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A little history
Once upon a time there was a Greek colony called Heraclea Caccabaria
The name of Cavalaire comes from a Greek colony called "Heraclea Caccabaria" which inhabited the bay. It evokes the memory of Carthage and the worship of Hercules. The history of this relatively new town (it has just celebrated its 80th birthday!) began 800 years ago with the Ligures, in their Montjean Oppidum (fortress).
The Count of Provence, Guillaume 1st, built a watchtower on Cape Cavalaire, to which the Counts of Grimaud added fortifications which were destroyed in 1646. In the eighteenth century, Cavalaire became a small fishing hamlet which belonged to the Gassin village until 1929.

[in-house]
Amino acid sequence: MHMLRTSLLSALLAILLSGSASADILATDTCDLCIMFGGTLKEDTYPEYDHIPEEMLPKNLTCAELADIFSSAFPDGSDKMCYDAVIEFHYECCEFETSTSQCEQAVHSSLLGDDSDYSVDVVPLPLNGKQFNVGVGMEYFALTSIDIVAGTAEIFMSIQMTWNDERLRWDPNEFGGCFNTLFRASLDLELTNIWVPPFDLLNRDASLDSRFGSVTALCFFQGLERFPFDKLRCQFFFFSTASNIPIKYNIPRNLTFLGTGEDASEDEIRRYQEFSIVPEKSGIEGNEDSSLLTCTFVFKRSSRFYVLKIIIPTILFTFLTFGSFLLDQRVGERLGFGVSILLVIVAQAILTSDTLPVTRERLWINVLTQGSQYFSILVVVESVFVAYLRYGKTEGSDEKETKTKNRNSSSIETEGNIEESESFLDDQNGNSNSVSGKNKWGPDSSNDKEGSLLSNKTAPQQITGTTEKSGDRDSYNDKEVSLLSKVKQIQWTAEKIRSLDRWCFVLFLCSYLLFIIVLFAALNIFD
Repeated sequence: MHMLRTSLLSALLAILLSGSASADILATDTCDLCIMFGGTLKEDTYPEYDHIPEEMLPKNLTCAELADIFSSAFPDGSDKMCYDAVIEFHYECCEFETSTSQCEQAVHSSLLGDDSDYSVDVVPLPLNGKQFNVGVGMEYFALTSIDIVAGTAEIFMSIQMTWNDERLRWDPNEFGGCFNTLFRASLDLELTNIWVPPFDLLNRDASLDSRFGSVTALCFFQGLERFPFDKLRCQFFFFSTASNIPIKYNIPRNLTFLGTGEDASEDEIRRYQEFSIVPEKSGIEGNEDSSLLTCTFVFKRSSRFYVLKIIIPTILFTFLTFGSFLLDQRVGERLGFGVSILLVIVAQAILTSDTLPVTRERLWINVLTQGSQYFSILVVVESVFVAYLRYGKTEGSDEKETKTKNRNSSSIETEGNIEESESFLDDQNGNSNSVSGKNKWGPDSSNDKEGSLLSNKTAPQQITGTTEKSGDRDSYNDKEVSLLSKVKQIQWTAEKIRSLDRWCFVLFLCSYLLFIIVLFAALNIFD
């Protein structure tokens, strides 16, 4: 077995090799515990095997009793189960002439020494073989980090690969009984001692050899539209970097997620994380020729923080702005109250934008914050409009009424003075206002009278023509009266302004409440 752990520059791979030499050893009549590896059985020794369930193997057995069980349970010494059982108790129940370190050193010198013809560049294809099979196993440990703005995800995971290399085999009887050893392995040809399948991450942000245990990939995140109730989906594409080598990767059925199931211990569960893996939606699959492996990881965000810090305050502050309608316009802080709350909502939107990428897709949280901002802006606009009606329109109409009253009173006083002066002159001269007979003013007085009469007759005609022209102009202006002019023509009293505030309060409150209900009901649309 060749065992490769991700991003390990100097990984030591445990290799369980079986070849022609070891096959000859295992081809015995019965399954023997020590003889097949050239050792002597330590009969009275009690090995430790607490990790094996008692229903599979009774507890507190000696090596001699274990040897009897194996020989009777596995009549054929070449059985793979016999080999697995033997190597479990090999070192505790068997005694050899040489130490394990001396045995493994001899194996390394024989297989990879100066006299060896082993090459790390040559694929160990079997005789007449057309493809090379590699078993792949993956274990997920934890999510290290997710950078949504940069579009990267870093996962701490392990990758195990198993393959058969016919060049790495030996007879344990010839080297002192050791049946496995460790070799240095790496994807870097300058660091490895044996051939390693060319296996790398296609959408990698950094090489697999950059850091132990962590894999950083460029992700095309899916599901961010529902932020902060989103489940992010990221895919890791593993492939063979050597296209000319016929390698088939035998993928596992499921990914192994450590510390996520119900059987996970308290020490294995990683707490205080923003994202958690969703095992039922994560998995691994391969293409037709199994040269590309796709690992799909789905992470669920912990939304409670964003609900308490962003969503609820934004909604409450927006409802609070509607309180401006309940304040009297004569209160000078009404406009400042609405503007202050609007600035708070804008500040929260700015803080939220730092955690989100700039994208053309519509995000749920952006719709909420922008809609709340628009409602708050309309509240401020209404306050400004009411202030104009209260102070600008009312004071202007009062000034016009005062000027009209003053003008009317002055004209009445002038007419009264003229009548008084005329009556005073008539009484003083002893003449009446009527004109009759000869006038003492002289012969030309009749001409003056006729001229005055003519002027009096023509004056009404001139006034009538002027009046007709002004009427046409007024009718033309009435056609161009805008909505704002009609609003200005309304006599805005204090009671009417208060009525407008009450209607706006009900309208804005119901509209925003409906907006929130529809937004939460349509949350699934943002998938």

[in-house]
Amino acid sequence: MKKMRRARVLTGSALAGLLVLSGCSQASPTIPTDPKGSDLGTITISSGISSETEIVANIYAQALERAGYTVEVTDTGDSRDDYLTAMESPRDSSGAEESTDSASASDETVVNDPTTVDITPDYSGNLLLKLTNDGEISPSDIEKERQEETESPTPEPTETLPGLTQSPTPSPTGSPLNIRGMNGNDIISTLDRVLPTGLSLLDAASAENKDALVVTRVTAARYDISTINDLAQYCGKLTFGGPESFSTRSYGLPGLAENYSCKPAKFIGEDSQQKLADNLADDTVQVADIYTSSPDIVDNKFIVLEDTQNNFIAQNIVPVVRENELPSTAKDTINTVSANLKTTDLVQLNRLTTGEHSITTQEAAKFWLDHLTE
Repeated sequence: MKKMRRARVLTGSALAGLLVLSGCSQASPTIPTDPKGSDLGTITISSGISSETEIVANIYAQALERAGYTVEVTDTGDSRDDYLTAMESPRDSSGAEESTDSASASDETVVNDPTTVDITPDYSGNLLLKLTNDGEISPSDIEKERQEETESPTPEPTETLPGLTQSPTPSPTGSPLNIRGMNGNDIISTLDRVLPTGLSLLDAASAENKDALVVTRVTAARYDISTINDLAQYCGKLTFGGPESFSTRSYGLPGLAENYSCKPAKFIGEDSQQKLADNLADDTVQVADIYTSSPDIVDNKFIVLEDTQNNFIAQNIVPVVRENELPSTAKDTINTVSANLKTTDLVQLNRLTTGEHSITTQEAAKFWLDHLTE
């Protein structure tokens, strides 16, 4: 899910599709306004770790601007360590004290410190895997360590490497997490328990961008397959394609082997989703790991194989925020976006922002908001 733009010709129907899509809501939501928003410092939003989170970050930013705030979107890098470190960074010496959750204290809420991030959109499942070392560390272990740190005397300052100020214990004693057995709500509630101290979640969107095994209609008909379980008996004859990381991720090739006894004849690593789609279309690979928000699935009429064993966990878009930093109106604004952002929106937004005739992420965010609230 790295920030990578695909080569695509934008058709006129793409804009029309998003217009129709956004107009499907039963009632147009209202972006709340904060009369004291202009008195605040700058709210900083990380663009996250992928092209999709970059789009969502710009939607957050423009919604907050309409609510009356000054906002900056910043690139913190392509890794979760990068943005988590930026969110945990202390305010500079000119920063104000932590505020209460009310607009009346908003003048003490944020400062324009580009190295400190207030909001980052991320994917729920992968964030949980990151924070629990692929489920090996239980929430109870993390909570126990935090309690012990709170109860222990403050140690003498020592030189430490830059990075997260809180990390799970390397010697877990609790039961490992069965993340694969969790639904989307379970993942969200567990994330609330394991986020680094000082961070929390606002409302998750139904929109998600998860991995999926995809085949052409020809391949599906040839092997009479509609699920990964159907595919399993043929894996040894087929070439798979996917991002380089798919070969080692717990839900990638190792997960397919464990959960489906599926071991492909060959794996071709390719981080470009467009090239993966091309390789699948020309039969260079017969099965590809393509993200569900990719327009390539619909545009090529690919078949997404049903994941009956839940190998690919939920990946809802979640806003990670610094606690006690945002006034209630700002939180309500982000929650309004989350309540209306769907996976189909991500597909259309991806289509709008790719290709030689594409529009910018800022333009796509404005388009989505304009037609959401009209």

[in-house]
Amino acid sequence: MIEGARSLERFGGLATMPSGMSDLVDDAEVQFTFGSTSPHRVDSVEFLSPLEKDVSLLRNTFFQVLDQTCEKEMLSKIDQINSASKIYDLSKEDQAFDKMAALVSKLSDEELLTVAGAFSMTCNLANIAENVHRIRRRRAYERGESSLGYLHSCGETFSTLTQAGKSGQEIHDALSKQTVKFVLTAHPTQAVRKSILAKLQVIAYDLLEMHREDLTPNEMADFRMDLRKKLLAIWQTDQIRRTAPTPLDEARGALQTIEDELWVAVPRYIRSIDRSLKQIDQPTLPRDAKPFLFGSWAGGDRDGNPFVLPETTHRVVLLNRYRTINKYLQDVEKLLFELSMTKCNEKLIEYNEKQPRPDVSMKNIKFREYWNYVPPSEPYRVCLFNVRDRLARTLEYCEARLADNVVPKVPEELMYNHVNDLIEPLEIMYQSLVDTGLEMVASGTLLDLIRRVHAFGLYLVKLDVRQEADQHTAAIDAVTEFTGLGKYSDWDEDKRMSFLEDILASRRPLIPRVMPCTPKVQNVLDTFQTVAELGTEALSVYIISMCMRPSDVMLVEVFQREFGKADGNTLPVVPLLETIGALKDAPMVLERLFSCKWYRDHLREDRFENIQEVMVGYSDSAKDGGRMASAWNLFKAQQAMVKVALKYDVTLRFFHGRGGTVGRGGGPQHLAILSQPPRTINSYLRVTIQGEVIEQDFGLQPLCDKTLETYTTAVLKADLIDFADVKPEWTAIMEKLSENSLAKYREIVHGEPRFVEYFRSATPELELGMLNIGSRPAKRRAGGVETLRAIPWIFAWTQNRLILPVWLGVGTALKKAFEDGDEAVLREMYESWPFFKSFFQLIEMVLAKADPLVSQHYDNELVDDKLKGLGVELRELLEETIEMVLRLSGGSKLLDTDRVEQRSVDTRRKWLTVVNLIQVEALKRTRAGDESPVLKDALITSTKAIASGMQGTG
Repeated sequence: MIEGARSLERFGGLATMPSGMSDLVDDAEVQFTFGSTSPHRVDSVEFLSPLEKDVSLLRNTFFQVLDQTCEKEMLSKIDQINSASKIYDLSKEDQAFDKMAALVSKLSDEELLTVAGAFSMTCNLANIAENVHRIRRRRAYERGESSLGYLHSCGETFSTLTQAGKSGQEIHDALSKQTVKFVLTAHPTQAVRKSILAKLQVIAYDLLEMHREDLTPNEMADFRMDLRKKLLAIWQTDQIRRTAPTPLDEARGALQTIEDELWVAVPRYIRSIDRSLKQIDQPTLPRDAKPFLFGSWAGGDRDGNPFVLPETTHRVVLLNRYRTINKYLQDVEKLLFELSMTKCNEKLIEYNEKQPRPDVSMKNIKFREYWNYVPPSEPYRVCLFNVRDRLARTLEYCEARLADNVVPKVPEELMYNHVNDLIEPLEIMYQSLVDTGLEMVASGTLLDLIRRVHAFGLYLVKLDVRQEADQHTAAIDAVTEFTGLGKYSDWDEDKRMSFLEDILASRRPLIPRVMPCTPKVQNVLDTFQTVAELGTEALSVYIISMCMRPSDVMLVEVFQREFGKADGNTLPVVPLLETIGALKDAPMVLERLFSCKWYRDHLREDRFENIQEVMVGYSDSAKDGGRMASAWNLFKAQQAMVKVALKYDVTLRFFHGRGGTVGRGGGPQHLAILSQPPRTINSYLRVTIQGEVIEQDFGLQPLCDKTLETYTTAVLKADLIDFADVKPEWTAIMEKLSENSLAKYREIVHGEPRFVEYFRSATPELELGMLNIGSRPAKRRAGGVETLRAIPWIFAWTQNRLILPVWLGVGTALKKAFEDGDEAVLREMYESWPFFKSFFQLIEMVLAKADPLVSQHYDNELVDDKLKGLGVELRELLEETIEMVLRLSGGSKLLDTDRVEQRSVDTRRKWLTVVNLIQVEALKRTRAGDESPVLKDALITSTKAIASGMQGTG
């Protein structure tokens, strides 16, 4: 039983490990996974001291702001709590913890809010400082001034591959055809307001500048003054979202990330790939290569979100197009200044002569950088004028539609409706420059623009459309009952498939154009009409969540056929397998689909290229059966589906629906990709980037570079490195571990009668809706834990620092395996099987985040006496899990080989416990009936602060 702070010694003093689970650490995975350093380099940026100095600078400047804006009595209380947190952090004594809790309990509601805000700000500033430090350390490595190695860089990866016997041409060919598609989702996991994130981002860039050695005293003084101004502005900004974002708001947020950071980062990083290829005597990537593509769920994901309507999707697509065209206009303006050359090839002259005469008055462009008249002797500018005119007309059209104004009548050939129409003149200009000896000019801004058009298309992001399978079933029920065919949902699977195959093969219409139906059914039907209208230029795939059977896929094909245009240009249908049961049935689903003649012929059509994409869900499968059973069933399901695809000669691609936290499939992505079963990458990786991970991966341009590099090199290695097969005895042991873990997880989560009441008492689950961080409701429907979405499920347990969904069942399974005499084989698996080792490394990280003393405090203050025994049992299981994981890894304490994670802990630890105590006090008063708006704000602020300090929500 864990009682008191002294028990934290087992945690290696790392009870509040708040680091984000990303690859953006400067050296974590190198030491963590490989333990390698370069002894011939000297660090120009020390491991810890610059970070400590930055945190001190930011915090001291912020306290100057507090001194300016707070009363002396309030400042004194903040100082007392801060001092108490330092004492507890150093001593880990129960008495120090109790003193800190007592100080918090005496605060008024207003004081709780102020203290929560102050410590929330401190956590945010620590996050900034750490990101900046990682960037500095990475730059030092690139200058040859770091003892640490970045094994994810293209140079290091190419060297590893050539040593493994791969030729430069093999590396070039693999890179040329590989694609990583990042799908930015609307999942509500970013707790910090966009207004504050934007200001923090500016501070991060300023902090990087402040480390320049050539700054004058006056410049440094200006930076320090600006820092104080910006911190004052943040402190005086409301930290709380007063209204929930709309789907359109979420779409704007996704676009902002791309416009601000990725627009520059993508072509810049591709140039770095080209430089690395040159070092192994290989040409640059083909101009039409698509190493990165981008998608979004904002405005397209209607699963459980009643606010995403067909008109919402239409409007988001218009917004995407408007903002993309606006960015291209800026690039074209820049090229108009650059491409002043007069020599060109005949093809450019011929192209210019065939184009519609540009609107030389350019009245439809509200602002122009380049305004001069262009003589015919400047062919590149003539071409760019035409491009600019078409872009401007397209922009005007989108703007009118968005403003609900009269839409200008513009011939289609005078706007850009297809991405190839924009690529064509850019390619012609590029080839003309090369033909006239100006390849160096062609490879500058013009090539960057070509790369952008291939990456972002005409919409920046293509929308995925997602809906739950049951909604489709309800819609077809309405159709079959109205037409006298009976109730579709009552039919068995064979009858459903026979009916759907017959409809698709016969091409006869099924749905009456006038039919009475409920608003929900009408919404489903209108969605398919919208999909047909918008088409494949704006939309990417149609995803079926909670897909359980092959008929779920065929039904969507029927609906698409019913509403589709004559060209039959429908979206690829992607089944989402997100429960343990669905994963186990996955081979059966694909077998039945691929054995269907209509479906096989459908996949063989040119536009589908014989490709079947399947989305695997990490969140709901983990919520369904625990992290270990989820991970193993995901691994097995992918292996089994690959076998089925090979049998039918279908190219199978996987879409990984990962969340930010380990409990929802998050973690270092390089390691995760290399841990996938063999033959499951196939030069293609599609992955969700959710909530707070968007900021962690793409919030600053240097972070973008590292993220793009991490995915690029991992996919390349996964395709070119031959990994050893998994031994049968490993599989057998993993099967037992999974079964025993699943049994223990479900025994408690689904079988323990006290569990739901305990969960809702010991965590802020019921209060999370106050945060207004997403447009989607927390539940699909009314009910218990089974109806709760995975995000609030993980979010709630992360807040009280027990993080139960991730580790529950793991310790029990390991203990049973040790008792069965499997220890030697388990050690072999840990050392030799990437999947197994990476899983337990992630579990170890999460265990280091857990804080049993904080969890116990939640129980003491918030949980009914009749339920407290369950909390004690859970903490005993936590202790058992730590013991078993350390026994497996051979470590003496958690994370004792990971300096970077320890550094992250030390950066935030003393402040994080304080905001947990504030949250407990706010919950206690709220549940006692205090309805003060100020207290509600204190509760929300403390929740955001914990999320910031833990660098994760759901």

On the 15th August 1944, the allies selected this site for the landing of the 3rd American Infantry Division. Ever since, the town's chief activity has been tourism with its modern port with 200 moorings, known throughout the Mediterranean. 

The remains of the Ligurian Oppidum are an interesting attraction for visitors; it was inhabited from the sixth century to the fourth century BC on the heights of Montjean overlooking the bay of Cavalaire.